Kenyan riot police have fired tear gas in the capital against protesters demanding constitutional reform.
The protesters defied a police ban on the rally
Police armed with batons and others on horseback chased demonstrators from the edge of Uhuru Park on the outskirts of Nairobi's business district.
The rally was organised by the main opposition party and a faction of the governing coalition.
Politicians and legislators joined hundreds of students and demonstrators as they took to the streets.
The Red Cross said at least 16 people had been injured during the clashes between police and protesters.
Last Monday President Mwai Kibaki said the 30 June deadline for having a new constitution would be missed.
The constitution has deeply divided the ruling Narc coalition and led to a government shake-up this week.
"Kenyans do not fall asleep, the struggle is still on," chanted the protesters, who had defied a police ban on the public rally.
The ban was imposed because the rally clashed with another political meeting and there were fears of violence.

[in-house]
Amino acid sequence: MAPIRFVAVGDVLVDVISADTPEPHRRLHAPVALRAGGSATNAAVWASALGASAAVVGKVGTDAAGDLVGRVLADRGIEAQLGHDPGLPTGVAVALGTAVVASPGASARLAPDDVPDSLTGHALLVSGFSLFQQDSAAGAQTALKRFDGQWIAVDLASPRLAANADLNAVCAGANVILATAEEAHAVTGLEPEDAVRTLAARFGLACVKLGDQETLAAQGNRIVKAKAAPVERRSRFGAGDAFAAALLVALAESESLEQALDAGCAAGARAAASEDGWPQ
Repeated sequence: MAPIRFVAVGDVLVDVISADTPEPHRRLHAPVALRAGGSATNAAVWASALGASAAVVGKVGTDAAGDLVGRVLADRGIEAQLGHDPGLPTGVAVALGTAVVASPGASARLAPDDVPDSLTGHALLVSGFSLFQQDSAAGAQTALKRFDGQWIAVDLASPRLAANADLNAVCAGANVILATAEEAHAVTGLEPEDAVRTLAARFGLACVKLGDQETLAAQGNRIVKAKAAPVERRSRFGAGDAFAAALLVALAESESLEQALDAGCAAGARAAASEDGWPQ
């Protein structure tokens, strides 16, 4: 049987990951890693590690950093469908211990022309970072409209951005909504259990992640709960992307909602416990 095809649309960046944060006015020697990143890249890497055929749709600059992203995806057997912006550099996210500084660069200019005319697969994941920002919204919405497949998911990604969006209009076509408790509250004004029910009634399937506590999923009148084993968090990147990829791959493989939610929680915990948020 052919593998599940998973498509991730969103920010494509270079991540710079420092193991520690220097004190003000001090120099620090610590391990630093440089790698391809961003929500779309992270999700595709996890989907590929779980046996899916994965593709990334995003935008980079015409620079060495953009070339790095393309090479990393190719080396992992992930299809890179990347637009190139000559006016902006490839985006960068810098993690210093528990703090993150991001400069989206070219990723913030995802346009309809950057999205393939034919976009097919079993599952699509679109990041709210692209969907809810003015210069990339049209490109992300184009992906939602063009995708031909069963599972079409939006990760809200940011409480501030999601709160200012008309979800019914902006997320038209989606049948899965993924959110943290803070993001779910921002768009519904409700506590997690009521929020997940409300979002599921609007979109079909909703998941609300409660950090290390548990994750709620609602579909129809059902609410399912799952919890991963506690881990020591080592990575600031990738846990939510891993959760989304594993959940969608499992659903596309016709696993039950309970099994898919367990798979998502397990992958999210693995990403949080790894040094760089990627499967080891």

After coming to power in December 2002, President Kibaki promised to introduce a new constitution within 100 days, but the deadline was put back to 30 June this year, before being again postponed.
Elected president appoints PM
PM appoints cabinet
PM leads government and chairs cabinet
President remains head of armed forces
The Liberal Democratic Party's (LDP) Raila Odinga had been promised the new powerful post of prime minister in return for backing Mr Kibaki in the election.
A constitution review body earlier this year recommended the creation of a prime minister and the reduction of the president's powers despite opposition from Mr Kibaki's allies.
Mr Kibaki said political divisions along ethnic lines had hampered progress with the constitutional review, but that he remained committed to having a new constitution.
On Wednesday, Mr Kibaki brought members of the former ruling Kanu party into government and demoted LDP members.